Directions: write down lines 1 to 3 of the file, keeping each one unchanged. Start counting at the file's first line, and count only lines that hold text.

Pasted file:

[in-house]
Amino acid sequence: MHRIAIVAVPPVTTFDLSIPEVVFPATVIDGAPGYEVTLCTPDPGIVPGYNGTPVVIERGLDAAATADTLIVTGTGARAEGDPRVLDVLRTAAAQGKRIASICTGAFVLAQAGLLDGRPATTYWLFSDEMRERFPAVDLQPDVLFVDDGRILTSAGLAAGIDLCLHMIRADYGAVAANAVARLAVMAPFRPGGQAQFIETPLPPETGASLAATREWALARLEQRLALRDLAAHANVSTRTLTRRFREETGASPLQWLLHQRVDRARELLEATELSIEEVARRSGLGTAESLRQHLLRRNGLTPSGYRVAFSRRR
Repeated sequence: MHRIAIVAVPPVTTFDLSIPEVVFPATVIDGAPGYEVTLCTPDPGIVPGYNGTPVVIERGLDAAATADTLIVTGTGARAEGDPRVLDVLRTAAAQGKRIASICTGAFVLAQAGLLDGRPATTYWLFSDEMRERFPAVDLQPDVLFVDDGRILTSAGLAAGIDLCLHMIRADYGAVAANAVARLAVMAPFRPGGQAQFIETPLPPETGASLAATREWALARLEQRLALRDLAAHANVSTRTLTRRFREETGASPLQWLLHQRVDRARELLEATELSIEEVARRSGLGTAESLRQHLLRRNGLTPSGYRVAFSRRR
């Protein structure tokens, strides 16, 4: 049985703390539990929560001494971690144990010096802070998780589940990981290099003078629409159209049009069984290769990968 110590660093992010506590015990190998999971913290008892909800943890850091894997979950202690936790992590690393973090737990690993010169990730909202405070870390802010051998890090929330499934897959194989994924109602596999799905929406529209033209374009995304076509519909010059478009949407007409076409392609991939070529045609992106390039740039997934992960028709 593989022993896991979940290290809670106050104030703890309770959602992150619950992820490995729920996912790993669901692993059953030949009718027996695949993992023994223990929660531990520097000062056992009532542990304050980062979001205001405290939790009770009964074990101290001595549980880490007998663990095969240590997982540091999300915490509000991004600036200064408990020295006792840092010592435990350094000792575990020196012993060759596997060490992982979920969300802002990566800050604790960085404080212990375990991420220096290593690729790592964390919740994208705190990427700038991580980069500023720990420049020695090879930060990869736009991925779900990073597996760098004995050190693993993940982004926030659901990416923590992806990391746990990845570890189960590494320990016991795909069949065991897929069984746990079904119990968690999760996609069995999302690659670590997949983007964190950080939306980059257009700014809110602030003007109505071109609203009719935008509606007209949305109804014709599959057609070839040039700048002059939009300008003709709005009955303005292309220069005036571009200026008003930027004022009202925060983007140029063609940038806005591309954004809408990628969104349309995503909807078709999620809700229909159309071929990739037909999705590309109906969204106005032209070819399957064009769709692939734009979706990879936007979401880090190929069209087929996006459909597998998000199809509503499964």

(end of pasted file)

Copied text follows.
[in-house]
Amino acid sequence: MHRIAIVAVPPVTTFDLSIPEVVFPATVIDGAPGYEVTLCTPDPGIVPGYNGTPVVIERGLDAAATADTLIVTGTGARAEGDPRVLDVLRTAAAQGKRIASICTGAFVLAQAGLLDGRPATTYWLFSDEMRERFPAVDLQPDVLFVDDGRILTSAGLAAGIDLCLHMIRADYGAVAANAVARLAVMAPFRPGGQAQFIETPLPPETGASLAATREWALARLEQRLALRDLAAHANVSTRTLTRRFREETGASPLQWLLHQRVDRARELLEATELSIEEVARRSGLGTAESLRQHLLRRNGLTPSGYRVAFSRRR
Repeated sequence: MHRIAIVAVPPVTTFDLSIPEVVFPATVIDGAPGYEVTLCTPDPGIVPGYNGTPVVIERGLDAAATADTLIVTGTGARAEGDPRVLDVLRTAAAQGKRIASICTGAFVLAQAGLLDGRPATTYWLFSDEMRERFPAVDLQPDVLFVDDGRILTSAGLAAGIDLCLHMIRADYGAVAANAVARLAVMAPFRPGGQAQFIETPLPPETGASLAATREWALARLEQRLALRDLAAHANVSTRTLTRRFREETGASPLQWLLHQRVDRARELLEATELSIEEVARRSGLGTAESLRQHLLRRNGLTPSGYRVAFSRRR